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Driving Question
By Mark Heintz
Aug 13, 2019

A few years ago, I had a student who was obsessed with history.  Every day he came to class with some obscure bit of trivia from something he just read or watched – always about World War II – and then proceeded to ask me a plethora of questions. I loved it.  It’s not every day or year for that matter that I get to geek out with a student all year.  

Sadly, this was not a dream scenario. I cut his questions short. All. The. Time. When I did, he asked when we were going to cover World War II as a class, and my response was the same: April.  I had this student for two years in a row, and every day for two years he asked me, knowing full well that my response would be the same.  Come on kid, get with the program; WWII is rarely on the AP World History exam, and when it is, most students know enough to do well.  I don’t need to cover it. 

Compounding the Problem

I might have…okay, I did compound the problem. See, before he even stepped foot in my class, I went through the course guide set out by the College Board to ensure everything I taught was explicitly stated in the guide. I adhered to the test so that he and other students could pass the examination.  The day-to-day events of WWII are barely mentioned in a course that covered over 12,000 years of history. If it’s not on the test, I wasn’t going to spend time in class on it.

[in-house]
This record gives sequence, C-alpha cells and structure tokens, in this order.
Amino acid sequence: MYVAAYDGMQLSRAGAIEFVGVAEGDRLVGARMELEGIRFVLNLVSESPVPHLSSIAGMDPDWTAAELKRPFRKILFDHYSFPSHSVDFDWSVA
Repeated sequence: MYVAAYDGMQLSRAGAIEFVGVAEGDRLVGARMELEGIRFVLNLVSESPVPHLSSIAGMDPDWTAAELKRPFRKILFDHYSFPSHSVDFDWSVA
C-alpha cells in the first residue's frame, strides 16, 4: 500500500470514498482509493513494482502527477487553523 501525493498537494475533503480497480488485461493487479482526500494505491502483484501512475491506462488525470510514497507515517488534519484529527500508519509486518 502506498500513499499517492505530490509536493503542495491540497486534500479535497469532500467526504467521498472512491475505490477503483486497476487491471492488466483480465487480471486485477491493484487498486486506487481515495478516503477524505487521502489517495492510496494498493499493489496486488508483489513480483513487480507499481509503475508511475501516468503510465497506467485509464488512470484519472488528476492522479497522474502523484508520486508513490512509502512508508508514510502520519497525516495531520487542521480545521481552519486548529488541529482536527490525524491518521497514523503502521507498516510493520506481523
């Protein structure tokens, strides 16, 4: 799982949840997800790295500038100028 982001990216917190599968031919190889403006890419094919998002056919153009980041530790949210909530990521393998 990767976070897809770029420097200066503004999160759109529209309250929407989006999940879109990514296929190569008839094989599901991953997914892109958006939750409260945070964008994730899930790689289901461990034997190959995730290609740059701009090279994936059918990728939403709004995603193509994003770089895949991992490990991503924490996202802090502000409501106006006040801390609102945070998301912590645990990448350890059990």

Deep sigh.

Therein lies the problem.  Because I only taught to the test, I didn’t let him–or any of the students for that matter– have a voice in what they were learning. I didn’t let them own their own learning. I know “owning your learning” could be mocked as a buzzword or edu trend.  But, it is far from that. The longer I am in education this is becoming the education hill I might die on. As John Spencer outlines is this short video, amazing things happen when students, or anyone for that matter, owns their learning. The video states that:

#1: They fall in love with learning by finding joy in pursuing their passions and geeky interests. In the process, they learn how to research and curate and communicate. 

 

#3: They develop iterative thinking, viewing mistakes as a chance to learn. This leads to a shift from a fixed to a growth mindset. 

 

#7: They become architects of their own learning, engaging in project management and collaboration.

I want those things for my students, and they do, too.

More Context

For the last decade, I have taught AP World History and my students, large in part, are “successful” on the exam. But, as John Warner states in his book Why They Can’t Write,